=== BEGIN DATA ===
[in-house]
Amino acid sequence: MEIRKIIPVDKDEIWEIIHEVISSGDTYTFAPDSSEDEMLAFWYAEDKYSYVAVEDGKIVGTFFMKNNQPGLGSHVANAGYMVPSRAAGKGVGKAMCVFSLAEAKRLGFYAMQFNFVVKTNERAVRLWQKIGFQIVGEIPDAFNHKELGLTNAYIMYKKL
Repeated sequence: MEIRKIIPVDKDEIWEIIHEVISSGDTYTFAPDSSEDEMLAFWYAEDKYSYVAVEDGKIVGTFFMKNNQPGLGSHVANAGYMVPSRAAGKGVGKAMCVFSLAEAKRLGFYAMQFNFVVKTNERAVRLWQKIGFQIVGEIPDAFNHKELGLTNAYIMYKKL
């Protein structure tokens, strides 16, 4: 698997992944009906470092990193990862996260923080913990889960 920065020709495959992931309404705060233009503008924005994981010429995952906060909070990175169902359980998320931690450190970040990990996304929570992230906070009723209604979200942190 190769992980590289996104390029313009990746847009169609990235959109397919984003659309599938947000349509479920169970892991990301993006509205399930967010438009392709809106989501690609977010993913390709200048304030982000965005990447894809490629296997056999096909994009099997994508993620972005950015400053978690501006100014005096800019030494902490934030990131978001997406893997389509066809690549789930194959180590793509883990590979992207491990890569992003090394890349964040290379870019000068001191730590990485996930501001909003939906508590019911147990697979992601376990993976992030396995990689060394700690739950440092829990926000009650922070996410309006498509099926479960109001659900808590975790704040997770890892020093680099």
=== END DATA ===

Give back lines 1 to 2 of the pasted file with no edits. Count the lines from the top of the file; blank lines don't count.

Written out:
[in-house]
Amino acid sequence: MEIRKIIPVDKDEIWEIIHEVISSGDTYTFAPDSSEDEMLAFWYAEDKYSYVAVEDGKIVGTFFMKNNQPGLGSHVANAGYMVPSRAAGKGVGKAMCVFSLAEAKRLGFYAMQFNFVVKTNERAVRLWQKIGFQIVGEIPDAFNHKELGLTNAYIMYKKL